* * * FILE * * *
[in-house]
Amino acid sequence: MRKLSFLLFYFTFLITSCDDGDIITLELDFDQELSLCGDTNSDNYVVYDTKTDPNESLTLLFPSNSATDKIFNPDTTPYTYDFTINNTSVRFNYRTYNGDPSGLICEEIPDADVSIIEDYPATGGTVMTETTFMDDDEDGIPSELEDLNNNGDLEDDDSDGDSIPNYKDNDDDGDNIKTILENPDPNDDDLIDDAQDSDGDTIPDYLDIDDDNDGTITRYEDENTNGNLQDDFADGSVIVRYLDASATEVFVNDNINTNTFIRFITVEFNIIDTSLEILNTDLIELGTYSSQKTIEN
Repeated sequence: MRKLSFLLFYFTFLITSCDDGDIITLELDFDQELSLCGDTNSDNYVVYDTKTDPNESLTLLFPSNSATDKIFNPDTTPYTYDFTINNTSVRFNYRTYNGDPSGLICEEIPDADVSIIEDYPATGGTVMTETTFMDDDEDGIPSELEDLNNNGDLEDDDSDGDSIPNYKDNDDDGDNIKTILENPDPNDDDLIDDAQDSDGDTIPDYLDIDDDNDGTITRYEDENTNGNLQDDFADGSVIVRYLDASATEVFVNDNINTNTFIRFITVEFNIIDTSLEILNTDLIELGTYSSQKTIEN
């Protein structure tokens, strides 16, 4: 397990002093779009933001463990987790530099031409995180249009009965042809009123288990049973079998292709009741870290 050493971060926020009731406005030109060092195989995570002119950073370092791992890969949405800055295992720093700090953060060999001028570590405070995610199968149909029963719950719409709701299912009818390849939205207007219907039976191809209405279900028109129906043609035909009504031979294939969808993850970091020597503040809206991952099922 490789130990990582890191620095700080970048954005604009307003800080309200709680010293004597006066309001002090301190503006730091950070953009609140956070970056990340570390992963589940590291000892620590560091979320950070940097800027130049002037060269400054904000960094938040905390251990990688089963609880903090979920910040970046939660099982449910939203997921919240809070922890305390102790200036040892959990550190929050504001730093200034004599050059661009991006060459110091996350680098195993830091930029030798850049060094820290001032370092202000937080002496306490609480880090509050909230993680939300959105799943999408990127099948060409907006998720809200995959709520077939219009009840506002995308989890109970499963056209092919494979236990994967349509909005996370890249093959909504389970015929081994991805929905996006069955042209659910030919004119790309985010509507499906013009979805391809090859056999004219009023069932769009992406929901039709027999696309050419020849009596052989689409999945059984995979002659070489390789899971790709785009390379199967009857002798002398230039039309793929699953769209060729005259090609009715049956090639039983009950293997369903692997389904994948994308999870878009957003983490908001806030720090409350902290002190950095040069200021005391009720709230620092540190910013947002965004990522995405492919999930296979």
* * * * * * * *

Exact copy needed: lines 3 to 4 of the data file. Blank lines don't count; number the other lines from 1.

Repeated sequence: MRKLSFLLFYFTFLITSCDDGDIITLELDFDQELSLCGDTNSDNYVVYDTKTDPNESLTLLFPSNSATDKIFNPDTTPYTYDFTINNTSVRFNYRTYNGDPSGLICEEIPDADVSIIEDYPATGGTVMTETTFMDDDEDGIPSELEDLNNNGDLEDDDSDGDSIPNYKDNDDDGDNIKTILENPDPNDDDLIDDAQDSDGDTIPDYLDIDDDNDGTITRYEDENTNGNLQDDFADGSVIVRYLDASATEVFVNDNINTNTFIRFITVEFNIIDTSLEILNTDLIELGTYSSQKTIEN
């Protein structure tokens, strides 16, 4: 397990002093779009933001463990987790530099031409995180249009009965042809009123288990049973079998292709009741870290 050493971060926020009731406005030109060092195989995570002119950073370092791992890969949405800055295992720093700090953060060999001028570590405070995610199968149909029963719950719409709701299912009818390849939205207007219907039976191809209405279900028109129906043609035909009504031979294939969808993850970091020597503040809206991952099922 490789130990990582890191620095700080970048954005604009307003800080309200709680010293004597006066309001002090301190503006730091950070953009609140956070970056990340570390992963589940590291000892620590560091979320950070940097800027130049002037060269400054904000960094938040905390251990990688089963609880903090979920910040970046939660099982449910939203997921919240809070922890305390102790200036040892959990550190929050504001730093200034004599050059661009991006060459110091996350680098195993830091930029030798850049060094820290001032370092202000937080002496306490609480880090509050909230993680939300959105799943999408990127099948060409907006998720809200995959709520077939219009009840506002995308989890109970499963056209092919494979236990994967349509909005996370890249093959909504389970015929081994991805929905996006069955042209659910030919004119790309985010509507499906013009979805391809090859056999004219009023069932769009992406929901039709027999696309050419020849009596052989689409999945059984995979002659070489390789899971790709785009390379199967009857002798002398230039039309793929699953769209060729005259090609009715049956090639039983009950293997369903692997389904994948994308999870878009957003983490908001806030720090409350902290002190950095040069200021005391009720709230620092540190910013947002965004990522995405492919999930296979």